HAITIAN ROADS: A few roads remain impassable due to damage from the earthquake; piles of rubble remain in certain areas, increasing congestion due to traffic. People regularly walk on the side of the road and street-side vendors ply their wares on the existing sidewalks. Small animals (pigs, dogs, goats) are often encountered in the city and larger ones (cows and donkeys) will unexpectedly cross country roads. Cars are supposed to be driven on the right side of the road in Haiti, but few roads have lane indicators and drivers use whichever side of the road is open to them. Traffic is extremely congested in urban areas, and hours-long traffic jams develop throughout the country. Driving in Haiti must be undertaken with extreme caution. Roads are generally unmarked. Huge potholes may cause drivers to execute unpredictable and dangerous maneuvers in heavy traffic.  In addition to vehicles, a variety of other objects may appear on the road in Haiti, such as wooden carts dragged by people or animals, small ice cream carts, animals, mechanics working on vehicles parked on the street, and vendors and their wares. Haiti’s unwritten rule of the road is that any vehicle that breaks down, must be left exactly where it stopped until it can be repaired, even if it creates an enormous backup of traffic. Cars often remain in the roadway for hours or days while often extensive repairs are carried out in-situ. Abandoned vehicles in the road or by the side of the road are often identified by tree branches extending from the rear of the vehicle. There are few marked crosswalks and sidewalks, and pedestrians often wend their way through traffic in urban areas. Additionally, motorcycles on Haitian roads tend to maneuver in between traffic on both the left and right sides of vehicles, as well as into on-coming traffic. Drivers should check all their rear view mirrors prior to changing lanes or making turns to avoid colliding with other traffic.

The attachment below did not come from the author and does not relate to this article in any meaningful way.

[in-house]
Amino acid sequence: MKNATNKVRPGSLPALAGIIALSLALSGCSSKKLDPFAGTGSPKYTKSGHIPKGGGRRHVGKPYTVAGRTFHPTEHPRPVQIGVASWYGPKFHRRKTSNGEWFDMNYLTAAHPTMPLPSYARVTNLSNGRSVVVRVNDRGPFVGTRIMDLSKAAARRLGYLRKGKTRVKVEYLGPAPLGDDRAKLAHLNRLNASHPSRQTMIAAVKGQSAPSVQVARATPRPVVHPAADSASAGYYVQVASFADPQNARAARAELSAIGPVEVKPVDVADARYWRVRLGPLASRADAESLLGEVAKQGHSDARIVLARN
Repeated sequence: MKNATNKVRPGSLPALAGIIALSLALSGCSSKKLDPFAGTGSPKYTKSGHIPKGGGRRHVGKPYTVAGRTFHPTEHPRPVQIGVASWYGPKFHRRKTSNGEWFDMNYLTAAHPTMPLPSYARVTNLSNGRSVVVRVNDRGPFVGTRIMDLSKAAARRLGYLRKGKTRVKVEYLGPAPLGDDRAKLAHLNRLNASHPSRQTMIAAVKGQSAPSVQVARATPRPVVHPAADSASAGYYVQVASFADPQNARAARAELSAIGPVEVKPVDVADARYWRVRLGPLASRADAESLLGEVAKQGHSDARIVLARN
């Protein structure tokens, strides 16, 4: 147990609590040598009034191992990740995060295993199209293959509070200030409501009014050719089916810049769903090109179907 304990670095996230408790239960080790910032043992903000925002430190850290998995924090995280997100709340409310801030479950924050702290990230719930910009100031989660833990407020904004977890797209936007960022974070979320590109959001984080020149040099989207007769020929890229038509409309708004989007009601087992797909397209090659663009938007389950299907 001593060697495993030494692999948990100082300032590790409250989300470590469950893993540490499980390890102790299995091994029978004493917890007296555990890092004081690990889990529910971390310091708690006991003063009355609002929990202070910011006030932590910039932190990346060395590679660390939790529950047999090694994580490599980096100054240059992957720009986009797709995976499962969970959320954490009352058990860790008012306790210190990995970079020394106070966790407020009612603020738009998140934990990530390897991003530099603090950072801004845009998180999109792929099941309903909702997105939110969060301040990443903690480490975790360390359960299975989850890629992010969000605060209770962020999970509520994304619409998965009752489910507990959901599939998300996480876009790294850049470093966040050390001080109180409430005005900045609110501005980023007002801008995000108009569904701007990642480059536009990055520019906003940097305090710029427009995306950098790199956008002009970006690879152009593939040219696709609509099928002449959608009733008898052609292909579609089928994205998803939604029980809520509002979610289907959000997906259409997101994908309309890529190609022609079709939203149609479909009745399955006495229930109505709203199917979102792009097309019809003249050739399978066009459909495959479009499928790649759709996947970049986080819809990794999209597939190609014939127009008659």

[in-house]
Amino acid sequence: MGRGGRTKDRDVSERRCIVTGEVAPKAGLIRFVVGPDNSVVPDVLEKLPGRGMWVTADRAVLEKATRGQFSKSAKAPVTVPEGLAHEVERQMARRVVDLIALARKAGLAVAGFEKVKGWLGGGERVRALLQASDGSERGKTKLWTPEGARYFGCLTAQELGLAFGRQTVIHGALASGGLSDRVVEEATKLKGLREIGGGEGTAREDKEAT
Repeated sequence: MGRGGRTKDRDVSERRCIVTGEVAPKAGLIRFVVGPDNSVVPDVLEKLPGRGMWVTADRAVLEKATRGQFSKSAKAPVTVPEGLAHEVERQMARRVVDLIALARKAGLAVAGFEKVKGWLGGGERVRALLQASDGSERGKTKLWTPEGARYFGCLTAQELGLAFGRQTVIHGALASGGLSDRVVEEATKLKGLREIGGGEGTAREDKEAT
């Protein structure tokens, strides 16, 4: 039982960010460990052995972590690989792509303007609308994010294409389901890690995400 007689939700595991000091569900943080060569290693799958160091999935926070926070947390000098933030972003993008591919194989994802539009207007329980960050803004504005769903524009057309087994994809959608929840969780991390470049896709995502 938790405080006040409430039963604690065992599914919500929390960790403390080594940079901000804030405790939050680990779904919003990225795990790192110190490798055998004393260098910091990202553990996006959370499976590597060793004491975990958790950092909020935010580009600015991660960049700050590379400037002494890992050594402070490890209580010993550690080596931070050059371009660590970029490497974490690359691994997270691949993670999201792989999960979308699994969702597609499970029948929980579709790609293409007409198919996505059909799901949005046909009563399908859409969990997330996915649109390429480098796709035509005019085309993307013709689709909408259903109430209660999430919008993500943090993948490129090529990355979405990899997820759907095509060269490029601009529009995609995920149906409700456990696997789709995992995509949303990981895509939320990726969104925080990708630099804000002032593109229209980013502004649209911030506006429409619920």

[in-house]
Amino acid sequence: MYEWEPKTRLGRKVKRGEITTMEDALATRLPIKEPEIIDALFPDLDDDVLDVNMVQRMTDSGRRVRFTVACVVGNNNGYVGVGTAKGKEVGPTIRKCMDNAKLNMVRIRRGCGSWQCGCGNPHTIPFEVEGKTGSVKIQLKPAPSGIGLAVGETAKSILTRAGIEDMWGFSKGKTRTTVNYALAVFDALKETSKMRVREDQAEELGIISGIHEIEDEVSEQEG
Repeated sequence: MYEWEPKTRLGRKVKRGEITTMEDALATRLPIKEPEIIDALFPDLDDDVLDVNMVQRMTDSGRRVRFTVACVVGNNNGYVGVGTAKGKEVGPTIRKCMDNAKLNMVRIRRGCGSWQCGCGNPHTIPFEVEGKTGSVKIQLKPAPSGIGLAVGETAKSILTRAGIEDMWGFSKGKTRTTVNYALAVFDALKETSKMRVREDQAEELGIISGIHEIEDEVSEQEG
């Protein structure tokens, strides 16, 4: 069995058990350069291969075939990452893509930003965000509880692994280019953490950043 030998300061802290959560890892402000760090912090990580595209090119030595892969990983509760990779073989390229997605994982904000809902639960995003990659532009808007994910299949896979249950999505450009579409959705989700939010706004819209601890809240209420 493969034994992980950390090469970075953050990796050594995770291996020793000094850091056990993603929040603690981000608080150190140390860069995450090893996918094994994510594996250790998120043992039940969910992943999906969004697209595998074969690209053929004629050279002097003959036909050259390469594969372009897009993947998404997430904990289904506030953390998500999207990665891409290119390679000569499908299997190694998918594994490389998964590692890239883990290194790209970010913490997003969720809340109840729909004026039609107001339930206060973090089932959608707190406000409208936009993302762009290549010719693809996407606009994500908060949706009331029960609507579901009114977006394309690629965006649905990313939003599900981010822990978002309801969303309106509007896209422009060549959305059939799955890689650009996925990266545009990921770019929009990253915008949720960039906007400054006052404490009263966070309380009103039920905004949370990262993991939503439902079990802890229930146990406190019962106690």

HAITIAN DRIVING: Although Haitian law requires that applicants pass both a written and a driving test to qualify for a driver’s license, many Haitian drivers appear unaware of traffic laws. Signaling imminent actions is not widely practiced and not all drivers use turn indicators or international hand signals properly. For instance, many drivers use their left blinker for all actions, including turning right and stopping in the road, and others flap their left arm out the window to indicate that they will be taking an unspecified action. Drivers do not always verify that the road is clear before switching lanes, turning, or merging. When making a left-hand turn, drivers should be aware that traffic may pass on the left while they are attempting to turn. The driver passing on the left has the right of way even when the car being overtaken has its left-hand turn signal on and is attempting to turn left. Speed limits are seldom posted and are generally ignored. Speeding is the cause of many fatal traffic accidents in Haiti, as are overloaded vehicles on winding, mountainous roads and vehicles without brakes. Poor maintenance and mechanical failures often cause accidents as well. Right of way is not widely observed in Haiti, and there are few operational traffic lights or traffic signs.

These descriptions certainly explain Dr. Sloand’s decision to charter a flight from Port-au-Prince to Jeremie, rather than going overland.

As romantic as the notion might be, I have no intention of meeting an untimely end in either an open bus or a roving musical flashmob. I feel confident, though, that with preparation, good judgment, and awareness of our surroundings, our group will have no problems while in Haiti–travel advisory or no.